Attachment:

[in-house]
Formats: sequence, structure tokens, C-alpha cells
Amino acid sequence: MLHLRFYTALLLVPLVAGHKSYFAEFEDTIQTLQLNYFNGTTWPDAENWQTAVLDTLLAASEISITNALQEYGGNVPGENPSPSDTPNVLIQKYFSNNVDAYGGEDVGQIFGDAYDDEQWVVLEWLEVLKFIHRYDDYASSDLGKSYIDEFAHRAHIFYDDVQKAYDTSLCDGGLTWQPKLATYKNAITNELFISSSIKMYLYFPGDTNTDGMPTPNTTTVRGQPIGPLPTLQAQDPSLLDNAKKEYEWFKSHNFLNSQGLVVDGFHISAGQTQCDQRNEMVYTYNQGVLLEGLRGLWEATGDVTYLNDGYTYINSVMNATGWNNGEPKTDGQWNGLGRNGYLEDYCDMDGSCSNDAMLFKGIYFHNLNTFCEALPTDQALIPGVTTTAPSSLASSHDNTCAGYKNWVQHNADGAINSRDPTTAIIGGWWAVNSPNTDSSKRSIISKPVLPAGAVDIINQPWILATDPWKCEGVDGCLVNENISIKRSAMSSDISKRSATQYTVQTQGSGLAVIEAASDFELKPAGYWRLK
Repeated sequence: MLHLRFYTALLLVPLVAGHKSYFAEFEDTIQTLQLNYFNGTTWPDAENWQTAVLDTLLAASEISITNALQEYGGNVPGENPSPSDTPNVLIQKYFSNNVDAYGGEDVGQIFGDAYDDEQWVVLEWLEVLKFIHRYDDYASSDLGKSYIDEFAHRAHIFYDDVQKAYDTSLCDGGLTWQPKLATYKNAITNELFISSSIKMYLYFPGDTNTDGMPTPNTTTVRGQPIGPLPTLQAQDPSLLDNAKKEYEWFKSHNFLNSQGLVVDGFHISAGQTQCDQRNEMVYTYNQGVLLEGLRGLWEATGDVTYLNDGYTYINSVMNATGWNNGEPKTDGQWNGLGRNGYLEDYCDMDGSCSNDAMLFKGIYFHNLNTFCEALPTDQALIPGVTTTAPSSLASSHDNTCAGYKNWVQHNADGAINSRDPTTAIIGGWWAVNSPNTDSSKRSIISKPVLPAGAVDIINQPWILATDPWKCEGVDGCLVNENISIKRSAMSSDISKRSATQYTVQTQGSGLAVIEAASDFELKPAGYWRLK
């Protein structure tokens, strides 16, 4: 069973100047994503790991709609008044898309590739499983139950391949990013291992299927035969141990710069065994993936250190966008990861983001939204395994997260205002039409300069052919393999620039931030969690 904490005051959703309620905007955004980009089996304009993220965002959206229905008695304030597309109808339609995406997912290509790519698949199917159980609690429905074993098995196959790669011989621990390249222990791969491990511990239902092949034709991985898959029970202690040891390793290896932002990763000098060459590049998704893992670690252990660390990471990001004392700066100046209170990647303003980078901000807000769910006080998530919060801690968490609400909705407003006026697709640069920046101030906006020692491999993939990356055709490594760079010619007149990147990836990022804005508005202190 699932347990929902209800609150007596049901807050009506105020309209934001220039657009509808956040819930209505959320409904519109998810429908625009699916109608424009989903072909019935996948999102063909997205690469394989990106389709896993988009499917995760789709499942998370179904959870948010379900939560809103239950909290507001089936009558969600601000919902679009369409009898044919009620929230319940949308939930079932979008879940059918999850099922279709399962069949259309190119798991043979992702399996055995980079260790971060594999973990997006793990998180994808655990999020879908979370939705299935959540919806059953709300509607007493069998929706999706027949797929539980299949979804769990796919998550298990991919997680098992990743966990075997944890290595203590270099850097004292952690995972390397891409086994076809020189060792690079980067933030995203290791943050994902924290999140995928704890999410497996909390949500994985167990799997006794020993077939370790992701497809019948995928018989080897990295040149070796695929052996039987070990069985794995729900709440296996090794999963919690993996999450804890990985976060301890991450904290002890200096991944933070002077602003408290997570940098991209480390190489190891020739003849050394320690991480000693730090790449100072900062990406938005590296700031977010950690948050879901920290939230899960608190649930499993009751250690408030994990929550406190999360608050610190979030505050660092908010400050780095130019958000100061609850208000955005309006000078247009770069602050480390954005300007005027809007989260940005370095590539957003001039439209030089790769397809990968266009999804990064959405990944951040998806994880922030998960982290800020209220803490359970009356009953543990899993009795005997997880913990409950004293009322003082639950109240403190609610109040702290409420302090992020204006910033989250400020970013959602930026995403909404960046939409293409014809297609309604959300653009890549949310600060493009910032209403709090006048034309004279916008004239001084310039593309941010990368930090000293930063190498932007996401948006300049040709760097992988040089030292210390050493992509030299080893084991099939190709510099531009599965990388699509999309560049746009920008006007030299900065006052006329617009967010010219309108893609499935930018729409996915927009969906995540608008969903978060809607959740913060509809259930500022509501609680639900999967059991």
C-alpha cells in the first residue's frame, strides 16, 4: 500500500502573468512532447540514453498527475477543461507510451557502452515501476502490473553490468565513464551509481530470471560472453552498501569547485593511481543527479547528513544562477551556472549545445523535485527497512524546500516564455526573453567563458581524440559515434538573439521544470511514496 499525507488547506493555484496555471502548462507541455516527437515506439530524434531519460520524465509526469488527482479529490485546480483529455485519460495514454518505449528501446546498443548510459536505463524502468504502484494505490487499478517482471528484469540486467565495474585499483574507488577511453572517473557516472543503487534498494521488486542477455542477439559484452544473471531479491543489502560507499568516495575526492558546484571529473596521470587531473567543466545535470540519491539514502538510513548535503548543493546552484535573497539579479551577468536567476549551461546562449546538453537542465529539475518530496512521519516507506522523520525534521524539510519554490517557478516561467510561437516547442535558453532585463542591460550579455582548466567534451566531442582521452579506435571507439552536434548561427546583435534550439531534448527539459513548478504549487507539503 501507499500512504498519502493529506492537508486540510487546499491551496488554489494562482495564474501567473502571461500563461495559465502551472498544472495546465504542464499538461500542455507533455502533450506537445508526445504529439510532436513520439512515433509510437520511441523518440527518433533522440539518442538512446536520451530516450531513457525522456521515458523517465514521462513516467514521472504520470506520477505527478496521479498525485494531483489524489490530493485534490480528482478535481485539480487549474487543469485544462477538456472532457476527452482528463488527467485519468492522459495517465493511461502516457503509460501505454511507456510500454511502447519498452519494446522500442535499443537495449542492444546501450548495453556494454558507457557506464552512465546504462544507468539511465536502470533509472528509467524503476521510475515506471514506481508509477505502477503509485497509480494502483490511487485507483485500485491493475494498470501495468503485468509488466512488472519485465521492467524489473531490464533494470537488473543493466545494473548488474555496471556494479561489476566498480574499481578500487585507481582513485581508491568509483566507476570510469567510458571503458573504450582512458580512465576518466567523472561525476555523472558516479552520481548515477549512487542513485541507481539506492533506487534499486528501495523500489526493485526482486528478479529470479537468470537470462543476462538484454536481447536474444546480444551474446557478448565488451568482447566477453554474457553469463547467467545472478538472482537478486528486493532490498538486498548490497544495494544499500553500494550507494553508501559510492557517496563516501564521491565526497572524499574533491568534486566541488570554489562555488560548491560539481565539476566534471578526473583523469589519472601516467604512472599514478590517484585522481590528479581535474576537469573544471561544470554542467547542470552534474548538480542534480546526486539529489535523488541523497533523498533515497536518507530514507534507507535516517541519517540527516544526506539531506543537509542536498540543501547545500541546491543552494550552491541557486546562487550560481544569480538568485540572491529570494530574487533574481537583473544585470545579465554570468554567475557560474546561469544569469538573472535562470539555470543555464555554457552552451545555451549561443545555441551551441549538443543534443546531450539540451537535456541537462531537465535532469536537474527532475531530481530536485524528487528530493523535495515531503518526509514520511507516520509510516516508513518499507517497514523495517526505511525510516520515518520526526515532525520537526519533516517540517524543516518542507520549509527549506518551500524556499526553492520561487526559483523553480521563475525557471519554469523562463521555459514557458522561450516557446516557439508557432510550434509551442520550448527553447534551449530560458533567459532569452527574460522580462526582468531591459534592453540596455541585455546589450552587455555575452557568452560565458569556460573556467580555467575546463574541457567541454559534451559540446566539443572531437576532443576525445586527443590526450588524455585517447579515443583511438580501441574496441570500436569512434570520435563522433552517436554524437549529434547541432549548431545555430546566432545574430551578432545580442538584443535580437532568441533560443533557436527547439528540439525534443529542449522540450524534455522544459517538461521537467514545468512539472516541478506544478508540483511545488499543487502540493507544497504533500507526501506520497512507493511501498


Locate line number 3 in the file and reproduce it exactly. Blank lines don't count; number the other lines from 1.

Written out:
Amino acid sequence: MLHLRFYTALLLVPLVAGHKSYFAEFEDTIQTLQLNYFNGTTWPDAENWQTAVLDTLLAASEISITNALQEYGGNVPGENPSPSDTPNVLIQKYFSNNVDAYGGEDVGQIFGDAYDDEQWVVLEWLEVLKFIHRYDDYASSDLGKSYIDEFAHRAHIFYDDVQKAYDTSLCDGGLTWQPKLATYKNAITNELFISSSIKMYLYFPGDTNTDGMPTPNTTTVRGQPIGPLPTLQAQDPSLLDNAKKEYEWFKSHNFLNSQGLVVDGFHISAGQTQCDQRNEMVYTYNQGVLLEGLRGLWEATGDVTYLNDGYTYINSVMNATGWNNGEPKTDGQWNGLGRNGYLEDYCDMDGSCSNDAMLFKGIYFHNLNTFCEALPTDQALIPGVTTTAPSSLASSHDNTCAGYKNWVQHNADGAINSRDPTTAIIGGWWAVNSPNTDSSKRSIISKPVLPAGAVDIINQPWILATDPWKCEGVDGCLVNENISIKRSAMSSDISKRSATQYTVQTQGSGLAVIEAASDFELKPAGYWRLK